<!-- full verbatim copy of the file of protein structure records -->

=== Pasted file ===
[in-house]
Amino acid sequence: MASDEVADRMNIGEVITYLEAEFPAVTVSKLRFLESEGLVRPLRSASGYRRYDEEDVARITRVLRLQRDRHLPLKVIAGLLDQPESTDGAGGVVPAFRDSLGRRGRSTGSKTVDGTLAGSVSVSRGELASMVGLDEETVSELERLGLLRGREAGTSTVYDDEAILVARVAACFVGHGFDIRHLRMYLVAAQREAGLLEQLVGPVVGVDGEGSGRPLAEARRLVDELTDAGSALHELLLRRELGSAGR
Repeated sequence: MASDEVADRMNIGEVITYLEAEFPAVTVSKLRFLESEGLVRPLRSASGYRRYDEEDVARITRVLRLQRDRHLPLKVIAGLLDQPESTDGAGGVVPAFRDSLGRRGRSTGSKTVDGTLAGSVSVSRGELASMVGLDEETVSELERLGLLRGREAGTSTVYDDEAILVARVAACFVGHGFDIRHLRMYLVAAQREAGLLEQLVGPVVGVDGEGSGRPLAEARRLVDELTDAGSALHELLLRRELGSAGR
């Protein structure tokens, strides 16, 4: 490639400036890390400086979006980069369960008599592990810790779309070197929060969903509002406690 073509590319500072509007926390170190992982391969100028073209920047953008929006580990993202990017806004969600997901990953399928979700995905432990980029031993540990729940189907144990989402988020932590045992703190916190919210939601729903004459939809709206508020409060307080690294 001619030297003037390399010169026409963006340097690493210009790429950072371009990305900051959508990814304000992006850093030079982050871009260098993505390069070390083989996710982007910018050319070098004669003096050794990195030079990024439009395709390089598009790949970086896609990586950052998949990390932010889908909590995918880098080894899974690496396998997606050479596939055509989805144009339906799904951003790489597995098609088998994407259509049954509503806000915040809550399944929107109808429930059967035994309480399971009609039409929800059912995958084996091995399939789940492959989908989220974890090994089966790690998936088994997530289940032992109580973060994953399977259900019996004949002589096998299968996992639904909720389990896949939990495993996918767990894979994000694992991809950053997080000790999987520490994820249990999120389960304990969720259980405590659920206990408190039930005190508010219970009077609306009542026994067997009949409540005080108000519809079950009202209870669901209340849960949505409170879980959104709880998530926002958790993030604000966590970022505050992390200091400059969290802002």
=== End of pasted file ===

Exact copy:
[in-house]
Amino acid sequence: MASDEVADRMNIGEVITYLEAEFPAVTVSKLRFLESEGLVRPLRSASGYRRYDEEDVARITRVLRLQRDRHLPLKVIAGLLDQPESTDGAGGVVPAFRDSLGRRGRSTGSKTVDGTLAGSVSVSRGELASMVGLDEETVSELERLGLLRGREAGTSTVYDDEAILVARVAACFVGHGFDIRHLRMYLVAAQREAGLLEQLVGPVVGVDGEGSGRPLAEARRLVDELTDAGSALHELLLRRELGSAGR
Repeated sequence: MASDEVADRMNIGEVITYLEAEFPAVTVSKLRFLESEGLVRPLRSASGYRRYDEEDVARITRVLRLQRDRHLPLKVIAGLLDQPESTDGAGGVVPAFRDSLGRRGRSTGSKTVDGTLAGSVSVSRGELASMVGLDEETVSELERLGLLRGREAGTSTVYDDEAILVARVAACFVGHGFDIRHLRMYLVAAQREAGLLEQLVGPVVGVDGEGSGRPLAEARRLVDELTDAGSALHELLLRRELGSAGR
């Protein structure tokens, strides 16, 4: 490639400036890390400086979006980069369960008599592990810790779309070197929060969903509002406690 073509590319500072509007926390170190992982391969100028073209920047953008929006580990993202990017806004969600997901990953399928979700995905432990980029031993540990729940189907144990989402988020932590045992703190916190919210939601729903004459939809709206508020409060307080690294 001619030297003037390399010169026409963006340097690493210009790429950072371009990305900051959508990814304000992006850093030079982050871009260098993505390069070390083989996710982007910018050319070098004669003096050794990195030079990024439009395709390089598009790949970086896609990586950052998949990390932010889908909590995918880098080894899974690496396998997606050479596939055509989805144009339906799904951003790489597995098609088998994407259509049954509503806000915040809550399944929107109808429930059967035994309480399971009609039409929800059912995958084996091995399939789940492959989908989220974890090994089966790690998936088994997530289940032992109580973060994953399977259900019996004949002589096998299968996992639904909720389990896949939990495993996918767990894979994000694992991809950053997080000790999987520490994820249990999120389960304990969720259980405590659920206990408190039930005190508010219970009077609306009542026994067997009949409540005080108000519809079950009202209870669901209340849960949505409170879980959104709880998530926002958790993030604000966590970022505050992390200091400059969290802002």